It is important to see how influential the third party submission of the NGO Interights was on the Court's reasoning. That submission compiled a host of international materials (amongst others from the United Nations and WHO) on some of the key questions in the judgment. While these third party interventions are in most instances aimed at progressively developing human rigths prudence - usually to the benefit of the applicant, this does not always need to be the case. The forthcoming Grand Chamber judgment in Lautsi v Italy (Friday 18 March) is a case in which third parties also intervened to support to defendant state's position.

The judgment is a key symbolic step in recognition of the negative effects of the pernicious and persistent prejudices against people with HIV/AIDS and as such its importance goes beyond the issue of residence permits - it will resound in all policy areas all over Europe wherever people are treated differently merely on the basis of living with HIV/AIDS.

Wednesday 9 March 2011

ECHR Articles in Newest Issue of HRLR

The March issue (vol. 11, issue 1, 2011) of the Human Rights Law Review includes a number of articles on the ECHR.

* Steven Greer, 'Should Police Threats to Torture Suspects Always be Severely Punished? Reflections on the Gäfgen Case'

In Gäfgen v Germany the majority of a Chamber of the European Court of Human Rights affirmed that police threats to torture suspects always violate Article 3 of the European Convention on Human Rights, but that in certain circumstances such as those presented by this case, charging and convicting but leniently punishing the officers concerned provides adequate redress. A majority of the Grand Chamber held that, on the contrary, such violations should always be severely punished even when motivated, as here, by the urgent imperative of rescuing a kidnapped child. This article argues that, on Article 3, the majority of the Chamber reached the right result but not entirely for the right reasons, while the judgment of the majority of the Grand Chamber is methodologically, substantively and morally flawed. Having explored the central underlying normative dilemma neglected by all judges on both panels—how should conflicts between two competing instances of the same ‘absolute’ human right be resolved?—it concludes that, in such circumstances, courts have no legitimate alternative but to make a moral rather than a legal choice taking fully into consideration what is at stake for both parties in the widest possible senses. The verdict of the majorities on both panels that there was no violation of the applicant’s right to a fair trial is also defended, and the issues raised by the Gäfgen case are contrasted with the much-debated ‘ticking bomb’ scenario with which it is easily but mistakenly confused.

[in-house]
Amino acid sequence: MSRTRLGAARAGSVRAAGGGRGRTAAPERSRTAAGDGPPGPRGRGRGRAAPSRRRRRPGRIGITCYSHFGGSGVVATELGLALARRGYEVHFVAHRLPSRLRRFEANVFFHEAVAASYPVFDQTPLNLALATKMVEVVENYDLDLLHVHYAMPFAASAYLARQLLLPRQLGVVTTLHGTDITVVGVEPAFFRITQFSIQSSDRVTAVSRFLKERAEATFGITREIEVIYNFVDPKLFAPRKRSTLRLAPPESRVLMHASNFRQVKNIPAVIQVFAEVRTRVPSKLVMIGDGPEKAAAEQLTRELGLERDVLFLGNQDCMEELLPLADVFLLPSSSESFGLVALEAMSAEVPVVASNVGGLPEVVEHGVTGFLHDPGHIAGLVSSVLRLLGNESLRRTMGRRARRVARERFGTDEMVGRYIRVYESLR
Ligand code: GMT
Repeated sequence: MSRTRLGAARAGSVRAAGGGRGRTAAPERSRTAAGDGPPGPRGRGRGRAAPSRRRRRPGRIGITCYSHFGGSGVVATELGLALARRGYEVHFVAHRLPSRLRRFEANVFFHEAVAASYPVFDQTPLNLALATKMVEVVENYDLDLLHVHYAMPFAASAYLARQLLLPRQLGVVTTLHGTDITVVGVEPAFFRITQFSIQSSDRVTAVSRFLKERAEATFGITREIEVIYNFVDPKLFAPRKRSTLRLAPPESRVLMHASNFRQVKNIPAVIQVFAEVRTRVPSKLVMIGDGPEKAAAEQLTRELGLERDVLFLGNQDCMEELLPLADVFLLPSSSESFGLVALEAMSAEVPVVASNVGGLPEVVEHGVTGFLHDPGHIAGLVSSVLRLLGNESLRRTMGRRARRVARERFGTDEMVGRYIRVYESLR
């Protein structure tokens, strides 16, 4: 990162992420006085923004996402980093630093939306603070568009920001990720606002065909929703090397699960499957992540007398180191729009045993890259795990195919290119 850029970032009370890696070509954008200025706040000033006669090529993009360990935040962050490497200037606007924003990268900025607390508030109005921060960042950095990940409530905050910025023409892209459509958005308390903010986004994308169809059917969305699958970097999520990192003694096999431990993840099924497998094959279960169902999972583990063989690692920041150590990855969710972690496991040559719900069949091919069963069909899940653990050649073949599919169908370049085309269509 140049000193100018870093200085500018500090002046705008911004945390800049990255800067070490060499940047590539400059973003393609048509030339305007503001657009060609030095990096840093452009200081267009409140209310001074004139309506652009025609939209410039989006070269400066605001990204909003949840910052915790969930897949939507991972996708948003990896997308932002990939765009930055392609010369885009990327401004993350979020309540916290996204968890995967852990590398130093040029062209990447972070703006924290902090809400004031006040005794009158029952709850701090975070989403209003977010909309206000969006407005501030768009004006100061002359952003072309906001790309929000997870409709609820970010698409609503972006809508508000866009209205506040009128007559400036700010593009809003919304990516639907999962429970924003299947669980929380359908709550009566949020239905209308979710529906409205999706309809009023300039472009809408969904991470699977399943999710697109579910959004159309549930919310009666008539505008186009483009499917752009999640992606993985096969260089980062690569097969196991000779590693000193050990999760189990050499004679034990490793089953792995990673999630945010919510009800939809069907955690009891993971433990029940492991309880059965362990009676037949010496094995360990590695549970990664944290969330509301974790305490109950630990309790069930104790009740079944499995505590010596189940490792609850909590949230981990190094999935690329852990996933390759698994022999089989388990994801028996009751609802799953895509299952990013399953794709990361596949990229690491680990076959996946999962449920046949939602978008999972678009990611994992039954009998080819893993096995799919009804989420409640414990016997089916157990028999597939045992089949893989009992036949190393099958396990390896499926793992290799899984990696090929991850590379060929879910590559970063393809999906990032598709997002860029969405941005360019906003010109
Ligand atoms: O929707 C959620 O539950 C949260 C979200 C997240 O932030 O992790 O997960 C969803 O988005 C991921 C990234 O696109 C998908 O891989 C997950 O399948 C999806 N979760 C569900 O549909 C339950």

* Nicolas A. J. Croquet, 'The International Criminal Court and the Treatment of Defence Rights: A Mirror of the European Court of Human Rights’ Jurisprudence?'

The International Criminal Court (ICC) has been a mirror of the European Court of Human Rights when defining the scope of defence rights and limiting their exercise on public interest grounds. The ICC has been consistently deferential to the Strasbourg Court in the interpretation of the accused’s rights to disclosure of evidence and to cross-examine prosecution witnesses, leaving the door open for a virtual theory of implied external limitations upon defence rights. The ICC has nevertheless failed to provide a rationale, besides its non-systematic reference to the ICC Statute’s human rights enabling clause, when cross-fertilising with the Strasbourg Court. The latter has not only exerted influence over other international human rights monitoring bodies but also accounted for judicial developments within domestic and international fora when tailoring its own human rights standards. The ICC has overall proven to be a promising platform for extrapolating regional interpretations of fair trial rights to the international legal order.
And a shorter article on one of the important judgments of last year:

* Loveday Hodson, 'A Marriage by Any Other Name? Schalk and Kopf v Austria'

Tuesday 8 March 2011

Article on EU Antitrust and ECHR

The connections between EU antitrust law and the ECHR receive increasing attention. Earlier, Felix Ronkes Agerbeek guest posted about it on this blog here. Now, Wouter Wils, connected to the European Commission and to King's College London, has published an upcoming article on SSRN, to appear in World Competition: Law and Economics Review (Vol. 34, No. 2, June 2011). It is entitled 'EU Antitrust Enforcement Powers and Procedural Rights and Guarantees: The Interplay Between EU Law, National Law, the Charter of Fundamental Rights of the EU and the European Convention on Human Rights'. This is the abstract:

This paper deals with the powers of the European Commission and the competition authorities of the EU Member States to enforce Articles 101 and 102 TFEU, and with the procedural rights and guarantees that circumscribe or limit these powers. It focuses in particular on the interplay between the different sources of law governing these matters: EU and national legislation, the Charter of Fundamental Rights of the EU, the European Convention on Human Rights, and the case-law of the EU Courts and the European Court of Human Rights.